While peer to peer rentals have been attracting a lot of attention lately, the first sharing economy startup for travelers, HomeExchange.com, is experiencing renewed interest and a tremendous growth surge by offering a zero cost option to travelers. ExpertFlyer goes One-on-One with Jim Pickell, president of HomeExchange.com, the first, largest and fastest growing online home exchange club in the world.
We’ve been covering the sharing economy quite a bit recently with the soaring popularity of Airbnb, Flipkey, Uber and Lyft, to mention a few. Your service is similar to Airbnb, but very different at the same time. Give us a quick overview of the service.
Soaring popularity sounds about right! Last year, the sharing economy was everywhere, from the proliferation of ridesharing services like Uber and Lyft, as you’ve mentioned, and more. HomeExchange.com belongs to the “sharing economy” in that it is a peer-to-peer service—the concept is you stay in my home, and I stay in yours. But in that exchange, there’s a simple and important distinction that sets us apart from other companies: there is no monetary exchange between our members. We’re 100% exchanges, not rentals. Continue reading →
ExpertFlyer goes One-on-One with Clem Bason, former president of Hotwire.com and current head of freshman hotel metasearch engine, goSeek.com, to learn how they’re overcoming the online booking monopoly with hidden deals and extras that consumers haven’t been effectively accessing before.
You have about one year under your belt as a freshman hotel deal metasearch engine. Talk about goSeek’s niche and how your first year has been?
goSeek was born out of two observations. The first is that consumers are searching a large and ever-increasing number of sites before actually booking, seeking the best value. Years ago they were visiting other sites 20 times before making a purchase. Today the number is likely 30+. Yet these same people are saying – even after all that searching – that they are not satisfied with the value of their travel purchase. In fact, over half are dissatisfied. They have a visceral sense that there is a better price out there. And I can tell you that there most certainly is. I can take a recent hotel purchase from just about anyone and find a better price. There are hidden discounts out there everywhere. You just have to know where to look. Most folks don’t. Continue reading →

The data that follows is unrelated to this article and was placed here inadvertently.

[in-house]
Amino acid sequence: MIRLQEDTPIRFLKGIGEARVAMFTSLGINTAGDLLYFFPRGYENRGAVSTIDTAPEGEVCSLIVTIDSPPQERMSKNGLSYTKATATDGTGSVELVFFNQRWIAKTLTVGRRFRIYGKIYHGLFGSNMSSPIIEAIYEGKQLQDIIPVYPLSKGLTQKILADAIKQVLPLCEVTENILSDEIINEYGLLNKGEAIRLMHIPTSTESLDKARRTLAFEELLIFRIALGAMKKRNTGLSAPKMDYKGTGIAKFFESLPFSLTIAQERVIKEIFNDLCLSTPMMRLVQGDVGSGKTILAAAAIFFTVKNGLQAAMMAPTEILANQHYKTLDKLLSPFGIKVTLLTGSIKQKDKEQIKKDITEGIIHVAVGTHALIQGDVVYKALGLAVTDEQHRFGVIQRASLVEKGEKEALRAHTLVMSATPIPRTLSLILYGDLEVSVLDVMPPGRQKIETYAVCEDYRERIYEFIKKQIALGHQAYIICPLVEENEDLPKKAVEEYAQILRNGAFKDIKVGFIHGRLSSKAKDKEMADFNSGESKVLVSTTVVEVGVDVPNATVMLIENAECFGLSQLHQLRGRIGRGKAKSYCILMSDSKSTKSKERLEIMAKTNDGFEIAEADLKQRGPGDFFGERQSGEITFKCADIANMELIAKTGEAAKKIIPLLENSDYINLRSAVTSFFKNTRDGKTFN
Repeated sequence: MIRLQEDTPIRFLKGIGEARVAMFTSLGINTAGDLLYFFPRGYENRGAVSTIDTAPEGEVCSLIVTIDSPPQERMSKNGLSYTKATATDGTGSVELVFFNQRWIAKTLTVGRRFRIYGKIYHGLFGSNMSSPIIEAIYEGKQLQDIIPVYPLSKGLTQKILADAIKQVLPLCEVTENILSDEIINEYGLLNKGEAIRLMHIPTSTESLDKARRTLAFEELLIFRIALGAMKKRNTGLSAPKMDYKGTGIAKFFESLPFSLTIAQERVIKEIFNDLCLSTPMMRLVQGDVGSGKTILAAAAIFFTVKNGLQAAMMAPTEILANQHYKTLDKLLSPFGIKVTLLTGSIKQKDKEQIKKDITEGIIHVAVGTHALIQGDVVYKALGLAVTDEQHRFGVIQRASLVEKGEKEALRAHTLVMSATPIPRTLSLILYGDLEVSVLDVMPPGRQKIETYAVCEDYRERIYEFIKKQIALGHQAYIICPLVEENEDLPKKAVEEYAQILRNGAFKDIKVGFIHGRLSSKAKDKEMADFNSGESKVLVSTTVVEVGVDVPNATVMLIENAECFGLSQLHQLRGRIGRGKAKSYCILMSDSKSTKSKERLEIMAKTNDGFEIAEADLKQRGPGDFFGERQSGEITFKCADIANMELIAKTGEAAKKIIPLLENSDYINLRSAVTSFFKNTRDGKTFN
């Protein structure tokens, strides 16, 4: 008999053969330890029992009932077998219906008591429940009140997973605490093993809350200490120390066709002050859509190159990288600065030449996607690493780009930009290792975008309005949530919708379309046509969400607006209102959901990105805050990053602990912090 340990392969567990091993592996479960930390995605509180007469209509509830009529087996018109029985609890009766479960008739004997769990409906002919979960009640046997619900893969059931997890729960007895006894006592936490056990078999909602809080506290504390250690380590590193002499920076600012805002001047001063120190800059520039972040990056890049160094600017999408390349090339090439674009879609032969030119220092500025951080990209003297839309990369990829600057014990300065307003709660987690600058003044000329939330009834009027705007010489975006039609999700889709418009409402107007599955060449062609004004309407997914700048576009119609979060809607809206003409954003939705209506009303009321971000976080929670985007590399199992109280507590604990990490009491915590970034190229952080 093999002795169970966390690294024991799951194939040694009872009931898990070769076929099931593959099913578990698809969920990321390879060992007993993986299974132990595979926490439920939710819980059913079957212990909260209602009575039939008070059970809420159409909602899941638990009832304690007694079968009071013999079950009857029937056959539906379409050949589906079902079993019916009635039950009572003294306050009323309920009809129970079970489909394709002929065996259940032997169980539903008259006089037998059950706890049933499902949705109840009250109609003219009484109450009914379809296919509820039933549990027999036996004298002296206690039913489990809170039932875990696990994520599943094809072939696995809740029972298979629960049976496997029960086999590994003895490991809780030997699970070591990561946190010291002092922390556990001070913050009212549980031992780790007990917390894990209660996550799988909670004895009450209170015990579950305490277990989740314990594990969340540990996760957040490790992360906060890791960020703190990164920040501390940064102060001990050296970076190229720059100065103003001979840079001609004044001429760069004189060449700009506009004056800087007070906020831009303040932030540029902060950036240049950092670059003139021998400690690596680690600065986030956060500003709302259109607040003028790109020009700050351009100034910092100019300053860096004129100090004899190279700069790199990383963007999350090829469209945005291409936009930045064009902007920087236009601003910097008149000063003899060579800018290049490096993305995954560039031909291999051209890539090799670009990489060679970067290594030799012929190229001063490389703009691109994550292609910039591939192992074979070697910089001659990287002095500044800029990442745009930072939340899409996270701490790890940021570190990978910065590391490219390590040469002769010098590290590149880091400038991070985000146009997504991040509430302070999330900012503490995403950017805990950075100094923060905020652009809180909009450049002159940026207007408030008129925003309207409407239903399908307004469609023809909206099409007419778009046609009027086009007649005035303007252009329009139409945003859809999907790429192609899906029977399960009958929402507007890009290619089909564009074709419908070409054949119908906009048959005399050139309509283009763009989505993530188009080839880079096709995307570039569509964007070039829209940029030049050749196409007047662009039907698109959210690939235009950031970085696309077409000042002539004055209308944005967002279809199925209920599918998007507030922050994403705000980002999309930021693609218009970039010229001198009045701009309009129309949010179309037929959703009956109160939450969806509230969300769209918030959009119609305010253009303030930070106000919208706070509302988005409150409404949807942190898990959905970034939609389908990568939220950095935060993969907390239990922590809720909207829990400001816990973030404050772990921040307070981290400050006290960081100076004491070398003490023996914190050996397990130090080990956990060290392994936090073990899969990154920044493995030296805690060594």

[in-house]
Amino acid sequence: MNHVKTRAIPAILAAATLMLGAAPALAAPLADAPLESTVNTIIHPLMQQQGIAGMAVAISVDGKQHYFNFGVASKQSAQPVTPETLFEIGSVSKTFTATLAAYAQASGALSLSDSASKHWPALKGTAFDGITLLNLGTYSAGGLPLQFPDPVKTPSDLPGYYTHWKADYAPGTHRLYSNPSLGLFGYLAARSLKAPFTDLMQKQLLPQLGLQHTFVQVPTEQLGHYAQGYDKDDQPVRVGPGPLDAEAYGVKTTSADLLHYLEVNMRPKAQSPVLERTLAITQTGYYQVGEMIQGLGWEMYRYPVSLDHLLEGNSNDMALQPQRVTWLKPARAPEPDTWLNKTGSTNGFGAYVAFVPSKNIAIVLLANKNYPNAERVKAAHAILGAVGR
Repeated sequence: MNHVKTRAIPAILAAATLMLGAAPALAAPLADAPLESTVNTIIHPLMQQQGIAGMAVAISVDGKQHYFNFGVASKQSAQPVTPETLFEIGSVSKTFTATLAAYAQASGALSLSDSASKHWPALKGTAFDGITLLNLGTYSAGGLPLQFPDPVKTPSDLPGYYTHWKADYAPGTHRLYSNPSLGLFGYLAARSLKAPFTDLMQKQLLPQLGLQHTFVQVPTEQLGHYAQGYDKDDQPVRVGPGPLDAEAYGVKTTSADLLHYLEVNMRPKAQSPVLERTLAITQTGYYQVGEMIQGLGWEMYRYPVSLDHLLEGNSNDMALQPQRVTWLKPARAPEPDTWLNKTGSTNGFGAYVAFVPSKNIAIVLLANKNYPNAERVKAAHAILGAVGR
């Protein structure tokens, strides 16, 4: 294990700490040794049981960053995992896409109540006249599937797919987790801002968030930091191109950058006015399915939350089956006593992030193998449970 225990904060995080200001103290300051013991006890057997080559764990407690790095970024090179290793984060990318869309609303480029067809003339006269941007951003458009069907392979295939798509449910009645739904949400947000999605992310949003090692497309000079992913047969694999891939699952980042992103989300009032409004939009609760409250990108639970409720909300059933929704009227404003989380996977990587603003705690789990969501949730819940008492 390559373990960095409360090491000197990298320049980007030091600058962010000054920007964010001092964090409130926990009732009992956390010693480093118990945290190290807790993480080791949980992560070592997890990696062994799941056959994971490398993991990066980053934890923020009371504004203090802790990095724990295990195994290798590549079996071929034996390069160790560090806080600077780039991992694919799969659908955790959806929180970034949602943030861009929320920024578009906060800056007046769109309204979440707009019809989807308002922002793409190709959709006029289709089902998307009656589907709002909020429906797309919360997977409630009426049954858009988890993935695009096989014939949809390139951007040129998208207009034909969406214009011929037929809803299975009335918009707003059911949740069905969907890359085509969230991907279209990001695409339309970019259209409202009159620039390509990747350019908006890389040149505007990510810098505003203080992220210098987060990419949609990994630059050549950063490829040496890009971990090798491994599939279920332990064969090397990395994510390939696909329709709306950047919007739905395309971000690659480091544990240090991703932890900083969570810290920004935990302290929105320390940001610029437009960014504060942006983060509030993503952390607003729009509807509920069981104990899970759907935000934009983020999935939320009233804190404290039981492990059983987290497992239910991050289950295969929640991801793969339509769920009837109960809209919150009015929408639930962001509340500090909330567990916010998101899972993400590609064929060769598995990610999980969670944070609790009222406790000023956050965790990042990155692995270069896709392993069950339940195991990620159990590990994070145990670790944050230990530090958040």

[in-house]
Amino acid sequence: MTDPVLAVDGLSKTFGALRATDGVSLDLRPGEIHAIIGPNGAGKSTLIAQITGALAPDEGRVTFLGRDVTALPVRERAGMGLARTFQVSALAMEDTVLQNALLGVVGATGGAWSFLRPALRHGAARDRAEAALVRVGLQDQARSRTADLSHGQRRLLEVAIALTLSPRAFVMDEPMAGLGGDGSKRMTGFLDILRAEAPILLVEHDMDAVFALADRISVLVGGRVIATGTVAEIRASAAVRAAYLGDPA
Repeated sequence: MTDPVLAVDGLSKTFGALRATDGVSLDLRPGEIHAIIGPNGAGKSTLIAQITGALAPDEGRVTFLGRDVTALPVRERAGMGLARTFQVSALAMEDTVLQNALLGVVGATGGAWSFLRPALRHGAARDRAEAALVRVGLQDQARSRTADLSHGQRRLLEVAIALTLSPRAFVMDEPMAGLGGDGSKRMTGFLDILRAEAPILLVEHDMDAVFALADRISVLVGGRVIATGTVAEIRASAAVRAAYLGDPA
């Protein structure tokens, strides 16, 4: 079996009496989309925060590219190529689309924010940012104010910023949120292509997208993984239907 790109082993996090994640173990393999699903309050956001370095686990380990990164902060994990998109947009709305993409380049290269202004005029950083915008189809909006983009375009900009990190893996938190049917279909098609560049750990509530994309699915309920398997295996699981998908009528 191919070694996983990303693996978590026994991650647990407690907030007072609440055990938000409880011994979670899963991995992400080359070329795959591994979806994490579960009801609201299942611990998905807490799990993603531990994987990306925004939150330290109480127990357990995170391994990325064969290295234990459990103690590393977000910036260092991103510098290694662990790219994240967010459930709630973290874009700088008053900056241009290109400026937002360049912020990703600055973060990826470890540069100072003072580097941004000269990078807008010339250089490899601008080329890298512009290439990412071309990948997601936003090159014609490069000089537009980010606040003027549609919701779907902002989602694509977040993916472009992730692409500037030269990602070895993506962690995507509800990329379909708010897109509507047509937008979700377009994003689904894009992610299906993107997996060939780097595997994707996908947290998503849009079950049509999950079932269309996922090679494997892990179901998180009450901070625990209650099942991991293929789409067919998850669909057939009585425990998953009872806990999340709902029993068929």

by expertflyer on December 21, 2015 inAirlines, One-on-OnewithComments Off on Air Travel in the Era of Terrorism — Still the Safest form of TransportationTweet
You’re still more likely to get struck by lightning a half dozen times than you are dying in a plane crash, but travelers are more anxious than ever – and it’s not because they believe the plane is unsafe, but rather some of its passengers. Terrorism, hijacking, kidnapping and all sorts of frightening and unspeakable acts have flooded our consciousness and fuel our fight or flight reflexes.
So, what do we do if air travel is not an option, but a requirement for business or a family emergency? We posed this and other issues of concern to respected aviation and security specialists, including Stephen Lloyd, former Federal Aviation Administration (FAA) Air Traffic Organization (ATO) Director of Safety, Patrick Smith, an airline pilot, host of askthepilot.com and author of COCKPIT CONFIDENTIAL, and Phil Derner, President and Founder of NYC Aviation, a news resource for aviation enthusiasts.
According to Stephen Lloyd, more than 850 million passengers traveled on more than 9 million flights on both domestic and international airlines in the U.S. alone last year. More than 3 billion passengers traveled globally. Since 9/11,the U.S. and many other countries have dramatically increased aviation security measures to prevent or deter future attacks. Improved intelligence and physical security both inflight and on the ground have been very effective and will continue to improve. Statistically, air travel remains the safest mode of transportation on the planet.
Are home-grown radicals a new reason to fear air travel?
When we consider the growing trend in home-grown radicalization, a new set of variables – and threats – come into play. Smith says, at a certain point, there is only so much you can do. “That’s not being defeatist; it’s acknowledging the reality that commercial aviation will always be a high-profile target, and that a resourceful enough criminal will always find a way to skirt whatever safeguards we have in place. It’s also very important to recognize that the real nuts and bolts of keeping terrorists away from planes isn’t really the job of TSA screeners on the concourse. It’s the combined efforts of law enforcement, FBI, CIA, Interpol, and TSA too, working together behind the scenes, inspecting checked luggage and cargo, reviewing passenger data, and foiling plotters BEFORE they reach the airport.”
Phil Derner asserts, there are no current threats from crewmembers at this time, nor is there reason to believe that airline employees are more prone to radicalism versus any other industry. “The consensus, as supported by recent events, is that there is a larger terror threat in busy areas on the ground in cities due to their easy access and crowds. A person with ill-intent would be less likely to go through the obstacles of airport security and other layers of safety.”